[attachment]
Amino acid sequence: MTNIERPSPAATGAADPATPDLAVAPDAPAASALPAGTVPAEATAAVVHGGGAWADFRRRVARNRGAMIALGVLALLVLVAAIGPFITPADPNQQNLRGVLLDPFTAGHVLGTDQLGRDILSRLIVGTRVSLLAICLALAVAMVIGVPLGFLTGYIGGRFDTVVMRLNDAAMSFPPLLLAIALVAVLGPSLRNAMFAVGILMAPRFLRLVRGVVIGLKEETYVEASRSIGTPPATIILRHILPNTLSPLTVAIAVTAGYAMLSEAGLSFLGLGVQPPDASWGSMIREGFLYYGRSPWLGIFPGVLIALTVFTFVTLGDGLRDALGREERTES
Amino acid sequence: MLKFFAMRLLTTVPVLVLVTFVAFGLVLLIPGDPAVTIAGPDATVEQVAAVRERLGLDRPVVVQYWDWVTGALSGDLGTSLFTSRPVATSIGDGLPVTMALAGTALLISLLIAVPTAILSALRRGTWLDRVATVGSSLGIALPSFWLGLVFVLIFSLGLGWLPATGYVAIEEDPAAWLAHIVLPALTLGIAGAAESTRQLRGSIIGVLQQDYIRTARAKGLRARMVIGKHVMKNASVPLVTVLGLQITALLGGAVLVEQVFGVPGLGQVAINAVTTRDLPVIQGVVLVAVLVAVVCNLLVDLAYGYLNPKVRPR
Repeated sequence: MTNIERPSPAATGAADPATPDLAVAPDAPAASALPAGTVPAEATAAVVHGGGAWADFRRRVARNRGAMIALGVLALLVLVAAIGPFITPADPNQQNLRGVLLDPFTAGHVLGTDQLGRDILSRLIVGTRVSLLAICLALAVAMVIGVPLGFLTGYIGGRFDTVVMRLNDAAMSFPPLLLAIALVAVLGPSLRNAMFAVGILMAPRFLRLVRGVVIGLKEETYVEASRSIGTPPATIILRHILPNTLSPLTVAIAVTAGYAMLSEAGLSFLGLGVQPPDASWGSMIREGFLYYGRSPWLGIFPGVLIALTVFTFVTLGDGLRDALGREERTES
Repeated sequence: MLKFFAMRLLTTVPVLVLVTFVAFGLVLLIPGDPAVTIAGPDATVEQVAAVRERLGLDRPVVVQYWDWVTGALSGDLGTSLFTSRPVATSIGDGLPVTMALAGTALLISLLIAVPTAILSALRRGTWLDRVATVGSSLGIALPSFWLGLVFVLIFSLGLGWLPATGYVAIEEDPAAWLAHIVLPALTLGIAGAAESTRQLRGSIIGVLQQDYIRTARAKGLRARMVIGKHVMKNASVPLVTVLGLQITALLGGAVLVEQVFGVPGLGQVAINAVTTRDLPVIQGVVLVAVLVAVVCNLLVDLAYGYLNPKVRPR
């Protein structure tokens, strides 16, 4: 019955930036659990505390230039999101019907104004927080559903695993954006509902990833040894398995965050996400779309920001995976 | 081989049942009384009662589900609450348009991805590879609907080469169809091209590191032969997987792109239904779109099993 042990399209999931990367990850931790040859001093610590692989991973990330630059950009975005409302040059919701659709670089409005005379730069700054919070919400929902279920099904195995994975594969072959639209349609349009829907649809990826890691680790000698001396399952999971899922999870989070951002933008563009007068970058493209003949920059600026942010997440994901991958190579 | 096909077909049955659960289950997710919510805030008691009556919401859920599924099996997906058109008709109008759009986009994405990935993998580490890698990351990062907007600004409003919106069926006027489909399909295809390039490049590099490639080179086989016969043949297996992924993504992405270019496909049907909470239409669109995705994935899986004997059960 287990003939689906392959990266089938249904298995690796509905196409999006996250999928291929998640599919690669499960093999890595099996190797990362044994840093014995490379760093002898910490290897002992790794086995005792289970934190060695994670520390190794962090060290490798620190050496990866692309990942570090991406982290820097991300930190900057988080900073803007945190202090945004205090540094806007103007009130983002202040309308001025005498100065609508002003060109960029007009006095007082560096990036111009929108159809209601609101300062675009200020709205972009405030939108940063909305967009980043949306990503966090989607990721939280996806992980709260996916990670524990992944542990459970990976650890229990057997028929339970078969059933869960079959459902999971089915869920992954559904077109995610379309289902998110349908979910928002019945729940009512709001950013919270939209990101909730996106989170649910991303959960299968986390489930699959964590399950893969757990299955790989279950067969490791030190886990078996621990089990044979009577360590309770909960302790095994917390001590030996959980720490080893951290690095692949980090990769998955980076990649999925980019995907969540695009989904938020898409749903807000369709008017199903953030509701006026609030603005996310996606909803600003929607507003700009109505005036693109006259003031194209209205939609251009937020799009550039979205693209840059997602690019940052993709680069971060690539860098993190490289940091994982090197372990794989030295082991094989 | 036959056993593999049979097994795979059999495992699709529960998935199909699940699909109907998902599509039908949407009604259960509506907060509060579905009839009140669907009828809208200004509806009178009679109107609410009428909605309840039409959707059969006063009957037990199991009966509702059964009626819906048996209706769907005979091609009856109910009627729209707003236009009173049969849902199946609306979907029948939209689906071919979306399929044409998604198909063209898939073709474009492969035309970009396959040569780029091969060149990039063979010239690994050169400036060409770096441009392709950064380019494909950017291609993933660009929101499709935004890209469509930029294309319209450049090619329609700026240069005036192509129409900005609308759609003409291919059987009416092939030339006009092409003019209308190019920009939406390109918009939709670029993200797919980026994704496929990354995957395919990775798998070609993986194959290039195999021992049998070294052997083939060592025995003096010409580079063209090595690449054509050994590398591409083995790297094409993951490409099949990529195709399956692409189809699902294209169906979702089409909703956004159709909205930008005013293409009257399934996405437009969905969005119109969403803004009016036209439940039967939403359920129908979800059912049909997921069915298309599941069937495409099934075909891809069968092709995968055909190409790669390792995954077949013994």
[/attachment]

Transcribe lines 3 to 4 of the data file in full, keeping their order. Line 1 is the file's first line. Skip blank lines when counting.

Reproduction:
Repeated sequence: MTNIERPSPAATGAADPATPDLAVAPDAPAASALPAGTVPAEATAAVVHGGGAWADFRRRVARNRGAMIALGVLALLVLVAAIGPFITPADPNQQNLRGVLLDPFTAGHVLGTDQLGRDILSRLIVGTRVSLLAICLALAVAMVIGVPLGFLTGYIGGRFDTVVMRLNDAAMSFPPLLLAIALVAVLGPSLRNAMFAVGILMAPRFLRLVRGVVIGLKEETYVEASRSIGTPPATIILRHILPNTLSPLTVAIAVTAGYAMLSEAGLSFLGLGVQPPDASWGSMIREGFLYYGRSPWLGIFPGVLIALTVFTFVTLGDGLRDALGREERTES
Repeated sequence: MLKFFAMRLLTTVPVLVLVTFVAFGLVLLIPGDPAVTIAGPDATVEQVAAVRERLGLDRPVVVQYWDWVTGALSGDLGTSLFTSRPVATSIGDGLPVTMALAGTALLISLLIAVPTAILSALRRGTWLDRVATVGSSLGIALPSFWLGLVFVLIFSLGLGWLPATGYVAIEEDPAAWLAHIVLPALTLGIAGAAESTRQLRGSIIGVLQQDYIRTARAKGLRARMVIGKHVMKNASVPLVTVLGLQITALLGGAVLVEQVFGVPGLGQVAINAVTTRDLPVIQGVVLVAVLVAVVCNLLVDLAYGYLNPKVRPR